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Re: Currency Demonetisation and Future course of Indian Economy

Postby shiv » 25 Nov 2016 09:24

RajeshG wrote:Yes thats what i am wondering. In 6 mos what will happen i dont know. Actually nobody knows from what i can tell. There is hope, euphoria and sceptcism. But one barometer to watch would be price of dollar. If end of next year it starts to reach 75 then what i am saying is true. False otherwise.

The Dollar has gained against Euro and Yen as well so this is not just a Rupee issue.
http://www.marketwatch.com/story/dollar ... 2016-11-22

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Re: Currency Demonetisation and Future course of Indian Economy

Postby yensoy » 25 Nov 2016 09:28



For the roadside vendor to take PayTM is also security. Too much cash will make him the target of neighbourhood goondas or goondas in uniform. He can give them a golgappa instead.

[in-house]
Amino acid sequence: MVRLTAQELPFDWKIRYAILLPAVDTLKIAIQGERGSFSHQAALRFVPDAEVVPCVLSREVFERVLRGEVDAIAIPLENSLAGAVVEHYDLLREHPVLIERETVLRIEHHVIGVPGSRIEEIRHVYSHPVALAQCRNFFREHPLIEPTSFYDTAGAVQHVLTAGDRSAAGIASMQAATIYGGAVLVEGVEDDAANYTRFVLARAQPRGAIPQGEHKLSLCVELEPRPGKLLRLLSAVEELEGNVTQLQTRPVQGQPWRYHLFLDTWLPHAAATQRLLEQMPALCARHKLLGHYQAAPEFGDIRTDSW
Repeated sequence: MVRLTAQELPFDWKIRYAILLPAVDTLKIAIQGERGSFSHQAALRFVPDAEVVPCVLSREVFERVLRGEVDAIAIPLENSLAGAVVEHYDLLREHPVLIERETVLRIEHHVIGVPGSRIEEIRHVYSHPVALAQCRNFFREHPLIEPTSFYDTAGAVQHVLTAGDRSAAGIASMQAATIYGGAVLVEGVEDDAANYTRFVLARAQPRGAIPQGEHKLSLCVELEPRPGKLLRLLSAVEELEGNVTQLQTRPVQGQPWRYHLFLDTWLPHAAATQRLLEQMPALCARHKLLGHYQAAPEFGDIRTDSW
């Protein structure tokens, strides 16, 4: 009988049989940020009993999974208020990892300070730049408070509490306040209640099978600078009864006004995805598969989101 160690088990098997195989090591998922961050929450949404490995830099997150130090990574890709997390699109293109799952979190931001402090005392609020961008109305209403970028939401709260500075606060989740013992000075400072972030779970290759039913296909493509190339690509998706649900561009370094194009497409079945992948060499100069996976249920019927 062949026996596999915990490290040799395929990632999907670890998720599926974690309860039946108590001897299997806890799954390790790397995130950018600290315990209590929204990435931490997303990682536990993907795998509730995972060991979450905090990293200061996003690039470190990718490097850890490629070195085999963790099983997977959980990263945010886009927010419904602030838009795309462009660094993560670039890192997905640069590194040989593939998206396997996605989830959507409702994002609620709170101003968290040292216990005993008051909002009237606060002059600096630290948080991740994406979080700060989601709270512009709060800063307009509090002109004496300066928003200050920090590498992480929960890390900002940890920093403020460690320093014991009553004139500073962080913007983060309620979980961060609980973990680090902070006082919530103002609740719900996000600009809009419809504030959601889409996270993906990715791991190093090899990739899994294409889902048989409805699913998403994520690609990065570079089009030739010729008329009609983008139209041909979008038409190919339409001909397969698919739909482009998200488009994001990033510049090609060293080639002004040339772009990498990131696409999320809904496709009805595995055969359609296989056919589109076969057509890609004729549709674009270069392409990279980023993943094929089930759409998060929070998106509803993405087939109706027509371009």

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Re: Currency Demonetisation and Future course of Indian Economy

Postby chetak » 25 Nov 2016 09:40

Banks in quandary over burqa-clad women

Banks in quandary over burqa-clad women

Maria Akram NEW DELHI: NOVEMBER 25, 2016

Ever since the Rs.1,000 and Rs.500 currency notes were demonetised, bank staff have been dealing with huge crowds. Apart from dealing with public ire, banks employees, especially those working around Muslim residential pockets, have another issue to deal with.